As we know, City scrapped for their lives and escaped what appeared to be non-league oblivion. Everyone played their part. Andy Oakes in goal to David Brown and Colin Alcide up front, everyone did their bit and it was clear that team spirit had a huge part to play. In a piece about ‘The Great Escape’ on a recent City Magazine DVD, one player noted that in pre-match warm-ups, Whitney would regularly pick up and eat worms he’d found on the pitch in front of the team to ‘bond’ the squad. It’s difficult to comprehend how this ‘team building’ exercise would transfer over into a nine to five pen pushing job – gobbling up the weevils found in the stale Skelton’s breadcakes in the canteen perhaps…?
The superhuman efforts of Whittle and the ever-improving Mike Edwards and Mark Greaves, the signings of Steve Morgan and Steve Harper and some niggling injuries meant that Whitney didn’t appear until the October of 99/00 although he was a regular on the left of a centre back trio and then as a left wingback during the second half of the season. He only missed games through suspension after racking up an impressive ten yellow cards and one red in 25 appearances.
The red card came at Peterborough in February after Whitney laid a haymaker on some unsuspecting Posh player and led to City reverting to the Dolan-esque 5-4-0 formation later in the game. Whitney also had an interesting time in the 6-1 defeat to Chelsea in the FA Cup third Round, kicking anything in a blue shirt that came within a five-yard radius of him and ruffling the feathers of Frank Leboeuf.
Harper’s unfortunate injury in the spring led to Whitney switching to left wingback, a position he wasn’t ideally equipped for as his slow turning circle and lack of pace were occasionally found out by those that were fleet of foot but the change of position yielded his first goal of the season and his first at The Ark against Orient in April. An Edwards centre from the right was met by Whitney with a bullet header at the far post and that was that for the season…
Well, actually, it wasn’t. Whitney played on as a painfully disappointing season petered out and he faced the prospect of having to win over a new manager with the sacking of the defensively-minded Joyce the appointment of the technically-demanding Brian Little.
The eventful summer of 2000 followed with Buchanan lies, Lloyd tantrums, ground lockouts and transfer embargos although Little managed to sign Lee Philpott, Phil Brumwell and David Brightwell before the season began. The signing of Brightwell was a threat to Whitney, he came with a similar amount of experience and while he certainly wasn’t quicker than him, he was better with the ball at his feet and that was what the new manager required. With a fit again Harper commanding the left flank, the future looked bleak for Whitney – indeed, he only played in three first team games before the turn of the year – both legs in the 1st round League Cup tie against Notts County in the first month of the campaign and the annual reserve team run out in the LDV Trophy game at Chester in December.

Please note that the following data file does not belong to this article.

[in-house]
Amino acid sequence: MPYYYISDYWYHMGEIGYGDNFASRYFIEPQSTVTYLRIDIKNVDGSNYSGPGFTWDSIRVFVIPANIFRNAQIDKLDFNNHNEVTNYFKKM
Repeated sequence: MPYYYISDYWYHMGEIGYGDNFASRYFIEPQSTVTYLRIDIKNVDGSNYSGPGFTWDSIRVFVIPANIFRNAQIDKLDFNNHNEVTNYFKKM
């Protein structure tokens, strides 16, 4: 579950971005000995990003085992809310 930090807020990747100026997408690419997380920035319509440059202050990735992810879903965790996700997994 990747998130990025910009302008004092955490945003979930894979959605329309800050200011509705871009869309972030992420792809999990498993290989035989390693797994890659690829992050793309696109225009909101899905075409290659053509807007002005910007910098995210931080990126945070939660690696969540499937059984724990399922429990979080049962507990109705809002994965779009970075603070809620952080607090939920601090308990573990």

So, the reserve team beckoned and he found himself a regular at left back surrounded by other first team outcasts and young kids. However, his approach to a game never changed – tackle the man first and if you get the ball, happy days. I saw three reserves games that season and Whitney was sent off for scything down a pencil-thin, 16 year old winger in the South-West corner of pitch in every game. It isn’t a word of lie when I say it was exactly the same way in every game as well. Whitney always walked off with a wry smirk on his face although I imagine his manager wasn’t smiling – yet as the season progressed, and the situation off the pitch came to a head as the club lurched toward another financial crisis, the man who you need in a crisis got another break.
The Sheffield Stealers’ antics saw the club served with a winding up order in February 2001. Players hadn’t been paid for months and cut backs to training were made as those travelling from out of town could no longer afford petrol. Brightwell and Harper took advantage of the Football League laws allowing unpaid players to leave their clubs after a period of time and joined Darlington along with Clint Marcelle. Those that remained, bound by an uncertain future, started putting together a run of decent form after a relatively indifferent first half of the season, forcing their way up the table and making themselves play-off contenders.